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Insulin Resistance is the Strongest Risk Factor for Coronary Heart Disease
Study Insight (January 2021)

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Insulin Resistance is the Strongest Risk Factor for Coronary Heart Disease - Study Insight (January 2021)ShareFollow us 261.1k

Quick Summary tl;dr

A study of 28,024 followed for over 20 years showed the diabetes and insulin resistance are far stronger risk factors for coronary heart disease than LDL cholesterol.

Diabetes was associated with a 10.71-fold increased risk of coronary heart disease in women <55, and a 10.92 increased risk of coronary heart disease in women <65.

The risk associated with diabetes and insulin resistance even without diabetes was 4 – 8 times greater than the risk associated with LDL cholesterol.

When the researchers looked more closely at LDL-associated risk, they noticed no risk was associated with having more large fluffy LDL. The risk was due to small LDL. Those with insulin resistance have less large fluffy and more small LDL.

Just a few months ago, in January 2021, an important study was published in the journal JAMA Cardiology that demonstrated insulin resistance is the strongest risk factor for coronary heart disease (CHD). (Sagar B. Dugani, 2021)

Study Design

This study followed 28,024 women for a median time period of 21.4 years. During this time, 1,548 (5.5%) of the women developed CHD. The researcher collected data on over 50 clinical factors and biomarkers, so were able to determine what the strongest risk factors were for heart disease. The risk associated with each variable was reported as a Hazards Ratio (HR), which is the fold increase in risk associated with the presence of that variable as compared to when it is absent. For example, if women with high triglycerides were twice as likely to have CHD as women with lower triglycerides, the HR would be 2.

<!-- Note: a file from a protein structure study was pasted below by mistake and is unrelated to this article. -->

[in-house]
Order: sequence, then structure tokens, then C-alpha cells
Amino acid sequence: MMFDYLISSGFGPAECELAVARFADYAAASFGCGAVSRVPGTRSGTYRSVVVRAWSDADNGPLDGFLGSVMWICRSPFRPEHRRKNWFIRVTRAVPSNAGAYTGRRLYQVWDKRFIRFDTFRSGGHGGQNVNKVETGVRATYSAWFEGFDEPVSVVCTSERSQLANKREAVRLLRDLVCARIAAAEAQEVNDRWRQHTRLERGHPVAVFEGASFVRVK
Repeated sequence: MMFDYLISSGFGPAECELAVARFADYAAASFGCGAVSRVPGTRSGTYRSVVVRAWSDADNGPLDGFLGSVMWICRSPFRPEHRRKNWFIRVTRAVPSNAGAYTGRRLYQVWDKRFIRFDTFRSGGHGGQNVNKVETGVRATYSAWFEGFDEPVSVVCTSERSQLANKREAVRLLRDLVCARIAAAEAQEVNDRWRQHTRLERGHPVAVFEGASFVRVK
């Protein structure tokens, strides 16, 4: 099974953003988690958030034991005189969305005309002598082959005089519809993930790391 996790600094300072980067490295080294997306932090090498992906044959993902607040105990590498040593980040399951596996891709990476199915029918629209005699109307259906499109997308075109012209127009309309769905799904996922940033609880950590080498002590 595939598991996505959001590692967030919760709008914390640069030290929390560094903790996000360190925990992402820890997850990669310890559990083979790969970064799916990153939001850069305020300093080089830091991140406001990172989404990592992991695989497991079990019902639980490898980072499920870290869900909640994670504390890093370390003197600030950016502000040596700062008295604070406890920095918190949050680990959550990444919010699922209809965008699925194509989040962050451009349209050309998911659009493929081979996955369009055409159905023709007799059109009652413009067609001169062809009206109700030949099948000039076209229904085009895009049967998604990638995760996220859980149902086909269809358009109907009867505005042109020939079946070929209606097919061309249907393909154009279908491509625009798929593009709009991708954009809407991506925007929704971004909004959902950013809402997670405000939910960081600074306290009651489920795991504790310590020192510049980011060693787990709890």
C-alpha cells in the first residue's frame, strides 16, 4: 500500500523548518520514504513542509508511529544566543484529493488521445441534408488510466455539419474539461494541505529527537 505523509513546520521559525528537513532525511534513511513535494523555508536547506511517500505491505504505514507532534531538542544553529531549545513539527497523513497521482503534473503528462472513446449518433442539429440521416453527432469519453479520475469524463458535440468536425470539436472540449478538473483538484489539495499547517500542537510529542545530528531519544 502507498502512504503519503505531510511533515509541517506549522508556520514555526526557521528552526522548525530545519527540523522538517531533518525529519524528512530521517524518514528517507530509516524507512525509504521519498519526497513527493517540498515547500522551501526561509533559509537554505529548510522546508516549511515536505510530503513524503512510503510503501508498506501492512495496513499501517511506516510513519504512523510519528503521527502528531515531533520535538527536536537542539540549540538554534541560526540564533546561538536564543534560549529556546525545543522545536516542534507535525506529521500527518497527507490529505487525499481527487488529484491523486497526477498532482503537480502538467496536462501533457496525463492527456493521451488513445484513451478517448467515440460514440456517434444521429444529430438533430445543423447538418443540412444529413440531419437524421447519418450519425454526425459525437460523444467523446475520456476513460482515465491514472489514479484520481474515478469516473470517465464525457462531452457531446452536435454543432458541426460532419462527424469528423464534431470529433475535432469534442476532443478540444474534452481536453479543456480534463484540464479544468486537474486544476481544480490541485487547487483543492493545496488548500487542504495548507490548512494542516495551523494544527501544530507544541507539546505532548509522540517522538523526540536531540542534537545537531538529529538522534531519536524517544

Diabetes and Insulin Resistance

Of the clinical parameters, diabetes was associated with the highest risk of CHD by far. For women <55, the HR of diabetes was 10.71. For women 55 - 65, the HR of diabetes was 10.92. In other words, having diabetes increased coronary heart disease risk by over 1000%!

Unsurprisingly, metabolic syndrome had the second strongest association with CHD. Metabolic syndrome is defined by the presence of at least three of the following: low HDL, high triglycerides, high blood pressure, large waist circumference, high fasting glucose or insulin. I said “unsurprisingly” because metabolic syndrome is a disease that itself is associated with insulin resistance and diabetes. For women <55, the HR of metabolic syndrome was 6.09.

Consistent with the clinical associations, a blood marker of insulin resistance - lipoprotein insulin resistance (LIPR) - was the strongest risk factor among the biomarkers for CHD. The HR associated with LIPR was 6.4 among women <55. And the associated remained even when the researchers adjusted for diabetes.

These data show that if you want to reduce your risk of heart disease, focus on improving insulin resistance. Probably the best way to do this is to eat a clean low-carb diet. Sleep and exercise as also important lifestyle factors.

Having diabetes increases coronary heart disease risk by over 1000%!


Also unsurprisingly, HDL was negatively associated with CHD and triglycerides were positively associated with CHD. Simply put, you want high HDL and low triglycerides. Importantly, HDL and triglycerides were both stronger risk factors than LDL cholesterol, the so called “bad cholesterol.”

Here is a list of just some clinical variables and markers that were associated with a greater risk of heart disease than LDL: Being overweight or obese, smoking, diabetes, metabolic syndrome, high blood pressure, sedentary lifestyle, high triglycerides, low HDL, and any of four markers of inflammation (CRP, fibrinogen, ICAM-1, GlycA). In fact, the HR associated LDL cholesterol was just 1.38, about 1/8th the risk associated with diabetes.

What’s more, when the researchers examined the risk associated with the different LDL particle sizes, there was no association between big fluffy LDL particles and CHD. By contrast, small LDL particles were associated with CHD risk, HR = 2.25. This is an extremely important detail because when low-carb diets increase LDL, they do so specifically by increasing large LDL ( Norwitz et al, 2020), while often decreasing small LDL. Thus, even if overall LDL goes up on a low-carb diet you risk may not increase.

Having diabetes increases your risk of heart disease 8-times more than having high LDL.